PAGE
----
The Southwestern Historical Quarterly, Volume 71, July 1967 - April, 1968 Page: 142

Southwestern Historical Quarterly

cumbing to local history-the latter for an attractive format and the
effective use of photographs. The editor's talent, however, is not con-
fined to compilation, organization, and photography. Both the initial
and final chapters demonstrate the editor's poetic imagery, where a
snake is "the long secret that feeds on insects" and faddish investiga-
tions of the Saratoga Light are recognized as modern quests for the
Holy Ghost.
Relating accounts of multiple authors in a geographically limited
area with a relatively recent history of social development results in
some repetition. There is no bibliography for comparative studies.
The neglect of any synthesis or editorial conclusion may detract from
this as a scholarly work, but Tales from the Big Thicket makes little
pretense to be more than an enjoyable escape to the wood-culture of
the past, to the thrill of the bear hunt of yesterday, to the quiet, nat-
ural retreat in the middle of an increasingly urban world. The fact
that this collection ends without any conclusion suggests, hopefully,
that still more tales are to come from the Big Thicket.
Lamar State College of Technology ANDREW JOHNSON
A History of Irion County Texas. By Leta Crawford. Waco (Privately
printed), 1966. Pp. v+x52. Illustrations, appendices, index. $6.95.
Irion County, named for Robert Anderson Irion, Secretary of State
of the Republic of Texas under Sam Houston, was organized in 1889
from Tom Green County. The area of the present county lies in the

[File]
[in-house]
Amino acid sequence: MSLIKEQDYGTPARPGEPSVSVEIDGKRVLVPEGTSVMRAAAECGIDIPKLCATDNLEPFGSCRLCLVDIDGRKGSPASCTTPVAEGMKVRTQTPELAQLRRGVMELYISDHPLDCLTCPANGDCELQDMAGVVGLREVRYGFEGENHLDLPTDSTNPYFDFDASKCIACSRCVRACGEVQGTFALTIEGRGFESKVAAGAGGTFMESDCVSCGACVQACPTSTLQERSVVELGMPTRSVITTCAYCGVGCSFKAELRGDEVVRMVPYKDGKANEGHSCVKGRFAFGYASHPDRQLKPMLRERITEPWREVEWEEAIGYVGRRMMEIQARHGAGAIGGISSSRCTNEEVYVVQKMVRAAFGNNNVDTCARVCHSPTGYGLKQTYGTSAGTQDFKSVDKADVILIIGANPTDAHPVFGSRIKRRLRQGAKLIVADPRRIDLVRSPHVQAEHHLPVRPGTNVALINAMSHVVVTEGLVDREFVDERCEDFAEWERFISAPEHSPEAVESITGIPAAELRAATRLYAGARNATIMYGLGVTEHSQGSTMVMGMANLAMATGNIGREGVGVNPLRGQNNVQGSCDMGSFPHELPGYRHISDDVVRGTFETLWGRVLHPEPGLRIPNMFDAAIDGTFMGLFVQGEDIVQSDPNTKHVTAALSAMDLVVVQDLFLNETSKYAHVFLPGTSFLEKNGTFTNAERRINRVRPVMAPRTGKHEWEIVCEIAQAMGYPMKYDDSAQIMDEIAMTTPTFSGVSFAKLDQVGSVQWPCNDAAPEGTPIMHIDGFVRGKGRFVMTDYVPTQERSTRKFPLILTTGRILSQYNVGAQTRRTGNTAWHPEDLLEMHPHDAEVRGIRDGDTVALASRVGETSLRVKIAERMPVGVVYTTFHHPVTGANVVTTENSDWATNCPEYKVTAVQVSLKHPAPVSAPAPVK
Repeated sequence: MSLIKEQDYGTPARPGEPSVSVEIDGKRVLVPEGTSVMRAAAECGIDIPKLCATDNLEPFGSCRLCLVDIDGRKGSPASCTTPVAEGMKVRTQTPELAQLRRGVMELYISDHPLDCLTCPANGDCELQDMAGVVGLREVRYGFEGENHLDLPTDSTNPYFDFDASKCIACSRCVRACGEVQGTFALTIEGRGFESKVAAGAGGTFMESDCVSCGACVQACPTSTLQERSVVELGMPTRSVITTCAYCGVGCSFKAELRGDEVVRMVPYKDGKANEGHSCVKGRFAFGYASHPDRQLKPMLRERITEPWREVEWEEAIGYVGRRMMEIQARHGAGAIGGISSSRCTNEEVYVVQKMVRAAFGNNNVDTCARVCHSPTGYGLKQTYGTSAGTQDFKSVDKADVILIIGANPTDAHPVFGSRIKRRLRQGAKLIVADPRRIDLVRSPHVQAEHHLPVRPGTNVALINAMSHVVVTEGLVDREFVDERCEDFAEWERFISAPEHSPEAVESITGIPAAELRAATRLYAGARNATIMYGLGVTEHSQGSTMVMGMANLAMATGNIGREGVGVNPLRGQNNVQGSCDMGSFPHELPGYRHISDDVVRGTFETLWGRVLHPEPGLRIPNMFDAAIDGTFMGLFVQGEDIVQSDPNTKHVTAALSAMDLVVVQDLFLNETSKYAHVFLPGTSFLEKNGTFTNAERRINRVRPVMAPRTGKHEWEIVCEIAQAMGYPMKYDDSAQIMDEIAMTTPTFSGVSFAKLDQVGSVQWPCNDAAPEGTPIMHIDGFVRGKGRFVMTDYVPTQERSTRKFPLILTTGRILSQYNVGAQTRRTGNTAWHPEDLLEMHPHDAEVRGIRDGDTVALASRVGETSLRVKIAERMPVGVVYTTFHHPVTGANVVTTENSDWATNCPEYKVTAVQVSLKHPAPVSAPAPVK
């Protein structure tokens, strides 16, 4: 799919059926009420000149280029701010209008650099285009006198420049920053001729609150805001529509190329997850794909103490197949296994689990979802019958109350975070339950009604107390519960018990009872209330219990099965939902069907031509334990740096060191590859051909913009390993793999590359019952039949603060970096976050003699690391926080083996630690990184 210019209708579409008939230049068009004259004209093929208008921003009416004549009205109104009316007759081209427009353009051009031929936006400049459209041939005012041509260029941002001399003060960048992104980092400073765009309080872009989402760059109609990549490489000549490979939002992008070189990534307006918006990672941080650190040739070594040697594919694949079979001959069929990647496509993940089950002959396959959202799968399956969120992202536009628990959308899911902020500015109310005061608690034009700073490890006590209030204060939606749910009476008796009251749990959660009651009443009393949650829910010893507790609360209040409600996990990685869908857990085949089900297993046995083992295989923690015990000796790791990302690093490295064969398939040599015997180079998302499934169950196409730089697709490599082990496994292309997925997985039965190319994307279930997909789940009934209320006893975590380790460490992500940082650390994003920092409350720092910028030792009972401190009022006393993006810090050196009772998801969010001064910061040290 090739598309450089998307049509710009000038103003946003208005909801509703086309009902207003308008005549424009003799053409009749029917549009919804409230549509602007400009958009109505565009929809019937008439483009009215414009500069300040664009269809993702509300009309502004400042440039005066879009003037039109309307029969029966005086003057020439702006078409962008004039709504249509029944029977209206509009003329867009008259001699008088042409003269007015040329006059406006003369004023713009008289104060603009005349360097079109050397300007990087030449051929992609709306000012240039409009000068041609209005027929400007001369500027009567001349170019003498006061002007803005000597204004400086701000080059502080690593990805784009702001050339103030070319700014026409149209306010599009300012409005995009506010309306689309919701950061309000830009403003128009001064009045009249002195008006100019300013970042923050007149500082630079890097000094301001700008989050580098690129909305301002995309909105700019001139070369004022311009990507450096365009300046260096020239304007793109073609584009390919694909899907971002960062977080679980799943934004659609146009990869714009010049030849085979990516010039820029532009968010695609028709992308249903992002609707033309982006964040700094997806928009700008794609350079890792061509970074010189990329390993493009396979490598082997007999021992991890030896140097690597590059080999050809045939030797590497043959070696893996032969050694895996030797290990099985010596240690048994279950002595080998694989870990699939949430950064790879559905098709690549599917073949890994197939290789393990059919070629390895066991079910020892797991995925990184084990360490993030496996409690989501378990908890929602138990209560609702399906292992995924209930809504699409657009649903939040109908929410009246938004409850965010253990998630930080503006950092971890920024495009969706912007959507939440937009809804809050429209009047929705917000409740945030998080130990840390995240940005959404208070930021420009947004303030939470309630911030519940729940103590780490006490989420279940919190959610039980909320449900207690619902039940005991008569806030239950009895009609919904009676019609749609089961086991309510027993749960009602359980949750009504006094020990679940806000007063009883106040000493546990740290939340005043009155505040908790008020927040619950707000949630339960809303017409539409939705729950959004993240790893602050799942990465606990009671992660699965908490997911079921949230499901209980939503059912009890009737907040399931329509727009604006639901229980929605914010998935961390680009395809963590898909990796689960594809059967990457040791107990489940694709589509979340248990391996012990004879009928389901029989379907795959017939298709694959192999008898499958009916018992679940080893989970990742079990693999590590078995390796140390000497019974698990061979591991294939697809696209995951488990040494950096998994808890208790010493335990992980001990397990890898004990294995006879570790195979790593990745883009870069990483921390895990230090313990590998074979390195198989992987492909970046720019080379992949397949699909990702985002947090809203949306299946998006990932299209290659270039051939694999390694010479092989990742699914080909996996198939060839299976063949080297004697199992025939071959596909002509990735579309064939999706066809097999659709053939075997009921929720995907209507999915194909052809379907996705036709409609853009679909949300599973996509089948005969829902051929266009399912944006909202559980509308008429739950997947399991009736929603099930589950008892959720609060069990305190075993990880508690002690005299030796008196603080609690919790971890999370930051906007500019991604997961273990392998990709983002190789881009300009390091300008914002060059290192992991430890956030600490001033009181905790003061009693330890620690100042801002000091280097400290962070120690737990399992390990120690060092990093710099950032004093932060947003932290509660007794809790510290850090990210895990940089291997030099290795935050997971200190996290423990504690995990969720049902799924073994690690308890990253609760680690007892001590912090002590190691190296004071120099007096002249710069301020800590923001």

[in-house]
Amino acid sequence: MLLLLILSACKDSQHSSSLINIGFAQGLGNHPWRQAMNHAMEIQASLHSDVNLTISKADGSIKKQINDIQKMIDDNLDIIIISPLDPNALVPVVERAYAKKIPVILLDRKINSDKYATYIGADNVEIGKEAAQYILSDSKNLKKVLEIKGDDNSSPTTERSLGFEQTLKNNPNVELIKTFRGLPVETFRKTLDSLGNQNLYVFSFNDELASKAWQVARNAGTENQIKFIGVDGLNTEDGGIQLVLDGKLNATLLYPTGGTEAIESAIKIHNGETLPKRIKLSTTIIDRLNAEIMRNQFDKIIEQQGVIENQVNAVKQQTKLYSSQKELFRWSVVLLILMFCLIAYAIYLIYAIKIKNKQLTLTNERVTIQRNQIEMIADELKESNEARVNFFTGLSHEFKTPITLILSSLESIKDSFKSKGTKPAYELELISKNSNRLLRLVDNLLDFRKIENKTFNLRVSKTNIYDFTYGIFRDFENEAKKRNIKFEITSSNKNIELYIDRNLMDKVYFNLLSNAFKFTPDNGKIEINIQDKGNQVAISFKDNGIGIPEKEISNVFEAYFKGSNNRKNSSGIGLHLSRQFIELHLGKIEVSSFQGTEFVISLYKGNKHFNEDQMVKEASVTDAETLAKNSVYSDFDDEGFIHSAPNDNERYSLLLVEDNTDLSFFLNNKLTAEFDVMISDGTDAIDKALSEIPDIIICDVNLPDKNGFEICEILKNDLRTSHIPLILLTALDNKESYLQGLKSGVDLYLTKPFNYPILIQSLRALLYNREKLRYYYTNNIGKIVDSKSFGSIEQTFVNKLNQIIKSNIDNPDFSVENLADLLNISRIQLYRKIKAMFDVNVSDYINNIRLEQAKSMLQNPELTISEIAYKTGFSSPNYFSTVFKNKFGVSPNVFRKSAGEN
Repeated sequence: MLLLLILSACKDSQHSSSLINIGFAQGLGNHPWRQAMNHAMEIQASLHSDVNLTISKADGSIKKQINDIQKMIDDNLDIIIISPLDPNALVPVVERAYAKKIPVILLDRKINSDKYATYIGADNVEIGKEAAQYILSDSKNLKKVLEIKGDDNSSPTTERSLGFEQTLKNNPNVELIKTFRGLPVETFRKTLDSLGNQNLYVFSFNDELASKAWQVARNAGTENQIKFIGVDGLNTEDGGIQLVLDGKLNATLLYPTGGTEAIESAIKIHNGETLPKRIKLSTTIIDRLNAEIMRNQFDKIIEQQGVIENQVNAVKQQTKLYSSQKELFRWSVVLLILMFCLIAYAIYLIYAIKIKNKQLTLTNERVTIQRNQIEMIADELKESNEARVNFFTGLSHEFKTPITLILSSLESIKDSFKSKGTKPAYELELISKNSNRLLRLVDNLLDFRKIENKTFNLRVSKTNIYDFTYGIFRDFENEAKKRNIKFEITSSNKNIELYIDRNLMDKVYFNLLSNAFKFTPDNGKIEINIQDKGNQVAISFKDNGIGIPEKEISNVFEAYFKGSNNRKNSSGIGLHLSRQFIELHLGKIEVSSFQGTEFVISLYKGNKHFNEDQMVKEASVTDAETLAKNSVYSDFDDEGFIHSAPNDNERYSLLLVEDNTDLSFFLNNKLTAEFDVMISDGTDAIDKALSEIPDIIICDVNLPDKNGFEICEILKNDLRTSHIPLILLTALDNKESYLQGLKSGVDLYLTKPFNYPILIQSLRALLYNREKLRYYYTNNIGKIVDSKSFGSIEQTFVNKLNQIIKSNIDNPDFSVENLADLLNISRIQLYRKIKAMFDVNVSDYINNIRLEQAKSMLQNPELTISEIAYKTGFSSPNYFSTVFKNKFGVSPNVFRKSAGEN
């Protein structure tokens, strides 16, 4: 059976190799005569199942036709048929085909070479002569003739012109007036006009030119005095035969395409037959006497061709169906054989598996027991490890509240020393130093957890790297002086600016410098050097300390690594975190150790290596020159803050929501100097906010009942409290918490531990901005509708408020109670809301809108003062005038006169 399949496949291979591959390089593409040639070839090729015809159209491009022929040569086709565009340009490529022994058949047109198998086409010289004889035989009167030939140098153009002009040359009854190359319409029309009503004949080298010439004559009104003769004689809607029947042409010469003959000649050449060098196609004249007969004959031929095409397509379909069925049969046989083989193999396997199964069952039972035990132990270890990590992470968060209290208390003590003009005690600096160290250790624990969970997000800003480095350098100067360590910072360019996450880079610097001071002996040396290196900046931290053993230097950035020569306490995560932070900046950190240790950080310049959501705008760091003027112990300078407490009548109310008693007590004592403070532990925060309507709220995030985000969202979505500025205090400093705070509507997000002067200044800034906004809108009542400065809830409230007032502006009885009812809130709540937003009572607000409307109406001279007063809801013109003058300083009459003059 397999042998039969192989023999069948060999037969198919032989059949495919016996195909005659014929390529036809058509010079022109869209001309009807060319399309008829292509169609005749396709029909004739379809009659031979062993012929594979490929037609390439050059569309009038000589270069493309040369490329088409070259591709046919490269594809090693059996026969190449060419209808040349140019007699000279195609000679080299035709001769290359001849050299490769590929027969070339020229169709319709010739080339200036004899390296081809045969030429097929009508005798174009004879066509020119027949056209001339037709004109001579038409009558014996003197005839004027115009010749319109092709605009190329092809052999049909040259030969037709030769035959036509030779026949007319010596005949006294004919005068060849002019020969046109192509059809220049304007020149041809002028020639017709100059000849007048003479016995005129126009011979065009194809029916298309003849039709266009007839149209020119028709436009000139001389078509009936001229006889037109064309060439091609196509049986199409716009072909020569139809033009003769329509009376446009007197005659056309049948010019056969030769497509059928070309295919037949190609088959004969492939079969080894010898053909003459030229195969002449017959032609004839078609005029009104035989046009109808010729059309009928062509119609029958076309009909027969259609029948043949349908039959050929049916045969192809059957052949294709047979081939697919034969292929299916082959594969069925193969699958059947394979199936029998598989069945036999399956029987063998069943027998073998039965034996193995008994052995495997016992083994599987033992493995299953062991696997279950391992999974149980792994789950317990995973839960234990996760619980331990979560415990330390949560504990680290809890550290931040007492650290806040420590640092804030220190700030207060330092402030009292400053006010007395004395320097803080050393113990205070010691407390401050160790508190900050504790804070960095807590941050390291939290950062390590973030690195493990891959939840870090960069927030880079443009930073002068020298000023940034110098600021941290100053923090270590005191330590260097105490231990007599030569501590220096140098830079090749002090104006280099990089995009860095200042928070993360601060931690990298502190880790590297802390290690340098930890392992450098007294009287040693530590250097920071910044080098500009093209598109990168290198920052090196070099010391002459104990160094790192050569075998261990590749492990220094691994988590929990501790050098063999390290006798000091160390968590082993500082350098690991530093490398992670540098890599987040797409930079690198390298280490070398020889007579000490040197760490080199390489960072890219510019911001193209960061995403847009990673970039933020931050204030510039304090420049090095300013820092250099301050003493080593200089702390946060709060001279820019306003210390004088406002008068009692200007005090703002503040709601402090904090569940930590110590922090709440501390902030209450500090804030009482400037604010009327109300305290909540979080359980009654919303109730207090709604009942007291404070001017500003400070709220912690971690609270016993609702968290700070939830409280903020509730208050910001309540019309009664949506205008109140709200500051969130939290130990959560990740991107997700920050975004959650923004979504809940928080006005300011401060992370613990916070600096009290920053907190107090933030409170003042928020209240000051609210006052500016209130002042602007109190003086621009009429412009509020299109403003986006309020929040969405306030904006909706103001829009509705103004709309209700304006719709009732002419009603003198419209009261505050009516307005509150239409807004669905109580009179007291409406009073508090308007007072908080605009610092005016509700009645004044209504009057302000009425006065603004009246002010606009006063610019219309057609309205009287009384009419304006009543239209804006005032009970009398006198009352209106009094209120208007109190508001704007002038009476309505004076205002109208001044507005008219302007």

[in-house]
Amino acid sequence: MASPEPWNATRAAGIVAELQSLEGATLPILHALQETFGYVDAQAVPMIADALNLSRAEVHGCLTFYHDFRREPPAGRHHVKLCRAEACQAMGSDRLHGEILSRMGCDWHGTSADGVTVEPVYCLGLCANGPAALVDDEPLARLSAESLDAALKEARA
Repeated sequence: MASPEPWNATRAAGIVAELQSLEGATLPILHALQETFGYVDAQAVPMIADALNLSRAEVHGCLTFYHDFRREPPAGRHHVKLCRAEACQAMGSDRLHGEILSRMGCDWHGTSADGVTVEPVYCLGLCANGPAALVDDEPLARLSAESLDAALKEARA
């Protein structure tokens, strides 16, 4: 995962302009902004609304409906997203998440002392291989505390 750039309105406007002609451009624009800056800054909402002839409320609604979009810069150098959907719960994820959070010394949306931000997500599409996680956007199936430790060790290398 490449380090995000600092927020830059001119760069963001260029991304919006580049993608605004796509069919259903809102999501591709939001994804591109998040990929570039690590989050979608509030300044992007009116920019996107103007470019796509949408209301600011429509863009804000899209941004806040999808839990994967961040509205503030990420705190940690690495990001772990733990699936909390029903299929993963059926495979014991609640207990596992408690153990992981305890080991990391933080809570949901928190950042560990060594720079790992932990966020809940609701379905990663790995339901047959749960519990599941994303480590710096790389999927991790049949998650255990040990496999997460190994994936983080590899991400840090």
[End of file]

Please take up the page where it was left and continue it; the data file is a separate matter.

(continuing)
path of at least two of the early Spanish expeditions. In 165o Hernin
Martin and Diego de Castillo came from Santa Fe to the Jumano
Indian country where they remained for six months. In 1684 the
Mendoza-Lopez expedition crossed the area en route from the Rio
Grande to the Colorado River. The area was also crossed by the But-
terfield Overland Mail Route and the San Antonio-San Diego Mail
This history represents a "labor of love" by the author, who is a
native of the county and a descendant of one of the early families,
Fayette and Annie G. Tankersley. Miss Crawford states in the Foreword
that it was compiled because of her desire to preserve some of the
first-hand information which has been given to her by those who were
a part of the formative years. The story is well documented with
information from the Tom Green County Library, San Angelo, Texas;


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Texas State Historical Association. The Southwestern Historical Quarterly, Volume 71, July 1967 - April, 1968, periodical, 1968; Austin, Texas. ( accessed October 23, 2017), University of North Texas Libraries, The Portal to Texas History,; crediting Texas State Historical Association.